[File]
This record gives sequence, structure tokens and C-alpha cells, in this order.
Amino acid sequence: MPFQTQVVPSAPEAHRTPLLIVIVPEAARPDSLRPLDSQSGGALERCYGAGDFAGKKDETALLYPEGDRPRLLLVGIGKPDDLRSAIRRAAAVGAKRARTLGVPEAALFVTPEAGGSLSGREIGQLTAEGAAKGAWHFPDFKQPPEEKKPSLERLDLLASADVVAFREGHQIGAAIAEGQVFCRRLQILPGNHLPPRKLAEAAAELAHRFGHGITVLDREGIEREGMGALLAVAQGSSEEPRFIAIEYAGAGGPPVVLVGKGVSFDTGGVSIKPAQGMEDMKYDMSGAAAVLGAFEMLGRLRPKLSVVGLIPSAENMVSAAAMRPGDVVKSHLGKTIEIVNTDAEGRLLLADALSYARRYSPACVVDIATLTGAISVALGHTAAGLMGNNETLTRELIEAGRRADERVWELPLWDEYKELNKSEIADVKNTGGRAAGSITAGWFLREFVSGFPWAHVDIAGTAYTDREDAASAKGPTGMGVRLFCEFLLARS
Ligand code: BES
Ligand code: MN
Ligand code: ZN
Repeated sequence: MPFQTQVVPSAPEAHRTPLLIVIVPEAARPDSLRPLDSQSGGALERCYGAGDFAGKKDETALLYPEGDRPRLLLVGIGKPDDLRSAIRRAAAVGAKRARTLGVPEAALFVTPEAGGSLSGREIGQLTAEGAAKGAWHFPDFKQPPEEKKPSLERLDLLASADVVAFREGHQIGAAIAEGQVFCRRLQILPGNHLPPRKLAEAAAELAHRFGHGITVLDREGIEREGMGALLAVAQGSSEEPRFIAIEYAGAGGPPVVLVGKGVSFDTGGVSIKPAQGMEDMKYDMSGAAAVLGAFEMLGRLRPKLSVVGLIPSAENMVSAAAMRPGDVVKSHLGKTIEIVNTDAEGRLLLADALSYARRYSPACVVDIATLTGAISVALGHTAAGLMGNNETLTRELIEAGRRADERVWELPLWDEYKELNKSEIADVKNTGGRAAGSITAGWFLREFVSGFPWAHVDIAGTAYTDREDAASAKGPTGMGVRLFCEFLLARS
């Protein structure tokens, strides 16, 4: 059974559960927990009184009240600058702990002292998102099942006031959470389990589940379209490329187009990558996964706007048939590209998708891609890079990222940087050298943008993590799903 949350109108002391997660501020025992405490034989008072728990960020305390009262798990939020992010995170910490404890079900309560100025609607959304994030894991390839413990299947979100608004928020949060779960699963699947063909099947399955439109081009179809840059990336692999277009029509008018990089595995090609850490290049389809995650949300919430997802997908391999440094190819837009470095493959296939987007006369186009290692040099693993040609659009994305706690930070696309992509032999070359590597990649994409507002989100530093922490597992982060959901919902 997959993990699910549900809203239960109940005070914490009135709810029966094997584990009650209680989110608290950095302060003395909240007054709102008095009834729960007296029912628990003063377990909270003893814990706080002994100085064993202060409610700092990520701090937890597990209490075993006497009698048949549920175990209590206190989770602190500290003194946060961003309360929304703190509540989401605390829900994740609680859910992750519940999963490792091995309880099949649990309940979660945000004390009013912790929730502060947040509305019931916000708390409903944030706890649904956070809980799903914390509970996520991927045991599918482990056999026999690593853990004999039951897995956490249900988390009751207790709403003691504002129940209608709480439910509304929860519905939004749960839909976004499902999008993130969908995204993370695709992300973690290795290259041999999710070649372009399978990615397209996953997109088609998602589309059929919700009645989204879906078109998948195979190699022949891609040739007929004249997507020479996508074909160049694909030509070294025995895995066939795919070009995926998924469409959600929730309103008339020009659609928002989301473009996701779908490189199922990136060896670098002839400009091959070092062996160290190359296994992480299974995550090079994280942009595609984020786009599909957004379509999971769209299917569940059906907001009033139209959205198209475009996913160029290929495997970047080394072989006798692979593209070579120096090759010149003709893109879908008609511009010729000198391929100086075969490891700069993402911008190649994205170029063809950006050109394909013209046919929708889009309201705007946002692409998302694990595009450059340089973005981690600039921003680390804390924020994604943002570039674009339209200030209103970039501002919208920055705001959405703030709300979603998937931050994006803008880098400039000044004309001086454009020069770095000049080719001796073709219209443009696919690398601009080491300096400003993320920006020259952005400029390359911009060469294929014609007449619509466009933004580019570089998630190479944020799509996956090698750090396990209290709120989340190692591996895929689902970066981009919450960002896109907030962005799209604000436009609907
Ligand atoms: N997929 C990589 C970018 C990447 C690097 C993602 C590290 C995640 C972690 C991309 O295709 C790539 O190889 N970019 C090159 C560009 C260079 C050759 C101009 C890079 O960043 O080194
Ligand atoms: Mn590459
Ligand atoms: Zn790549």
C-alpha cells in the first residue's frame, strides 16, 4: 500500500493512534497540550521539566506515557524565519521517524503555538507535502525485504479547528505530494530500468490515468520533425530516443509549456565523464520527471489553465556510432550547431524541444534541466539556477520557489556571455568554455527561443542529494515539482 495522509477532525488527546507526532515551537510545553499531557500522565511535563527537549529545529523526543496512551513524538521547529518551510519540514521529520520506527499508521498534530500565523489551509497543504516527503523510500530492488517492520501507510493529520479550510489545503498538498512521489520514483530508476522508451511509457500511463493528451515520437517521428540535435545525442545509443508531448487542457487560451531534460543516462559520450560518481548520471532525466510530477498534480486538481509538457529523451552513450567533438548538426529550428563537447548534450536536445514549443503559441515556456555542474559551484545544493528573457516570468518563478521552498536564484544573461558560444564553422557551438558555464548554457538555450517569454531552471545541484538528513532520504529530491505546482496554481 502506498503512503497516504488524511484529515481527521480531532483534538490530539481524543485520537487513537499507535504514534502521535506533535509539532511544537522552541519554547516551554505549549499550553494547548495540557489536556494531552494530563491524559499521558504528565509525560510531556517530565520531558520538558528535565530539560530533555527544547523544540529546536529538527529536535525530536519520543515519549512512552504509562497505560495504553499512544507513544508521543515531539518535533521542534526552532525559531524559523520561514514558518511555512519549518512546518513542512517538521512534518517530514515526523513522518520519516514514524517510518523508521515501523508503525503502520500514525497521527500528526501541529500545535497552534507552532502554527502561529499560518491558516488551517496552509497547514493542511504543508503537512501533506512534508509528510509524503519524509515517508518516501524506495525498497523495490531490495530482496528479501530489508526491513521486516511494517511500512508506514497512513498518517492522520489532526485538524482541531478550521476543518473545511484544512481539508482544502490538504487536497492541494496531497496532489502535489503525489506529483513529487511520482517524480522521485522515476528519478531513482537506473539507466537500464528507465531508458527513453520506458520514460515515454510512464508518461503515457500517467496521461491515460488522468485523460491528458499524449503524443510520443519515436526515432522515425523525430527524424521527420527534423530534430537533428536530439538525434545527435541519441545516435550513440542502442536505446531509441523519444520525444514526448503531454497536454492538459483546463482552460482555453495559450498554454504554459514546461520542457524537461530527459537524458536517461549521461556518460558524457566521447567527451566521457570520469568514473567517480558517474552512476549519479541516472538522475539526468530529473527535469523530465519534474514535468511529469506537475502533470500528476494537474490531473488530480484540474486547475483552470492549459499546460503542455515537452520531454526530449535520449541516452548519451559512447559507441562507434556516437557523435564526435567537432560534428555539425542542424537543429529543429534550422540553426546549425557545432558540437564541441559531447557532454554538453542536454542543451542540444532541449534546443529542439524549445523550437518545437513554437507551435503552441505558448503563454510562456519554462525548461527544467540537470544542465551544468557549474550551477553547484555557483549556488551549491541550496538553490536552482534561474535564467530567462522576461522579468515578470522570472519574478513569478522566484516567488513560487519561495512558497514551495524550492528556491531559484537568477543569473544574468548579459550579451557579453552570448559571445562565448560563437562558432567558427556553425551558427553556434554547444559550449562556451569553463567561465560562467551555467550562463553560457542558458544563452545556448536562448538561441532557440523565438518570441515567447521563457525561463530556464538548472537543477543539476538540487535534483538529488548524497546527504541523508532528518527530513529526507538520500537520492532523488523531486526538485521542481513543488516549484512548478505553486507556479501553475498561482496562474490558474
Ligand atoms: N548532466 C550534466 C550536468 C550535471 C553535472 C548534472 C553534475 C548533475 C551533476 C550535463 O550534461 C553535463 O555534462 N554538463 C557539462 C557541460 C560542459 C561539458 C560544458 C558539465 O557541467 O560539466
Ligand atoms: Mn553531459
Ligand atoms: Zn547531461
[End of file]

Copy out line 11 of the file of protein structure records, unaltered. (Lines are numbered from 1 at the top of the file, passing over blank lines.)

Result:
C-alpha cells in the first residue's frame, strides 16, 4: 500500500493512534497540550521539566506515557524565519521517524503555538507535502525485504479547528505530494530500468490515468520533425530516443509549456565523464520527471489553465556510432550547431524541444534541466539556477520557489556571455568554455527561443542529494515539482 495522509477532525488527546507526532515551537510545553499531557500522565511535563527537549529545529523526543496512551513524538521547529518551510519540514521529520520506527499508521498534530500565523489551509497543504516527503523510500530492488517492520501507510493529520479550510489545503498538498512521489520514483530508476522508451511509457500511463493528451515520437517521428540535435545525442545509443508531448487542457487560451531534460543516462559520450560518481548520471532525466510530477498534480486538481509538457529523451552513450567533438548538426529550428563537447548534450536536445514549443503559441515556456555542474559551484545544493528573457516570468518563478521552498536564484544573461558560444564553422557551438558555464548554457538555450517569454531552471545541484538528513532520504529530491505546482496554481 502506498503512503497516504488524511484529515481527521480531532483534538490530539481524543485520537487513537499507535504514534502521535506533535509539532511544537522552541519554547516551554505549549499550553494547548495540557489536556494531552494530563491524559499521558504528565509525560510531556517530565520531558520538558528535565530539560530533555527544547523544540529546536529538527529536535525530536519520543515519549512512552504509562497505560495504553499512544507513544508521543515531539518535533521542534526552532525559531524559523520561514514558518511555512519549518512546518513542512517538521512534518517530514515526523513522518520519516514514524517510518523508521515501523508503525503502520500514525497521527500528526501541529500545535497552534507552532502554527502561529499560518491558516488551517496552509497547514493542511504543508503537512501533506512534508509528510509524503519524509515517508518516501524506495525498497523495490531490495530482496528479501530489508526491513521486516511494517511500512508506514497512513498518517492522520489532526485538524482541531478550521476543518473545511484544512481539508482544502490538504487536497492541494496531497496532489502535489503525489506529483513529487511520482517524480522521485522515476528519478531513482537506473539507466537500464528507465531508458527513453520506458520514460515515454510512464508518461503515457500517467496521461491515460488522468485523460491528458499524449503524443510520443519515436526515432522515425523525430527524424521527420527534423530534430537533428536530439538525434545527435541519441545516435550513440542502442536505446531509441523519444520525444514526448503531454497536454492538459483546463482552460482555453495559450498554454504554459514546461520542457524537461530527459537524458536517461549521461556518460558524457566521447567527451566521457570520469568514473567517480558517474552512476549519479541516472538522475539526468530529473527535469523530465519534474514535468511529469506537475502533470500528476494537474490531473488530480484540474486547475483552470492549459499546460503542455515537452520531454526530449535520449541516452548519451559512447559507441562507434556516437557523435564526435567537432560534428555539425542542424537543429529543429534550422540553426546549425557545432558540437564541441559531447557532454554538453542536454542543451542540444532541449534546443529542439524549445523550437518545437513554437507551435503552441505558448503563454510562456519554462525548461527544467540537470544542465551544468557549474550551477553547484555557483549556488551549491541550496538553490536552482534561474535564467530567462522576461522579468515578470522570472519574478513569478522566484516567488513560487519561495512558497514551495524550492528556491531559484537568477543569473544574468548579459550579451557579453552570448559571445562565448560563437562558432567558427556553425551558427553556434554547444559550449562556451569553463567561465560562467551555467550562463553560457542558458544563452545556448536562448538561441532557440523565438518570441515567447521563457525561463530556464538548472537543477543539476538540487535534483538529488548524497546527504541523508532528518527530513529526507538520500537520492532523488523531486526538485521542481513543488516549484512548478505553486507556479501553475498561482496562474490558474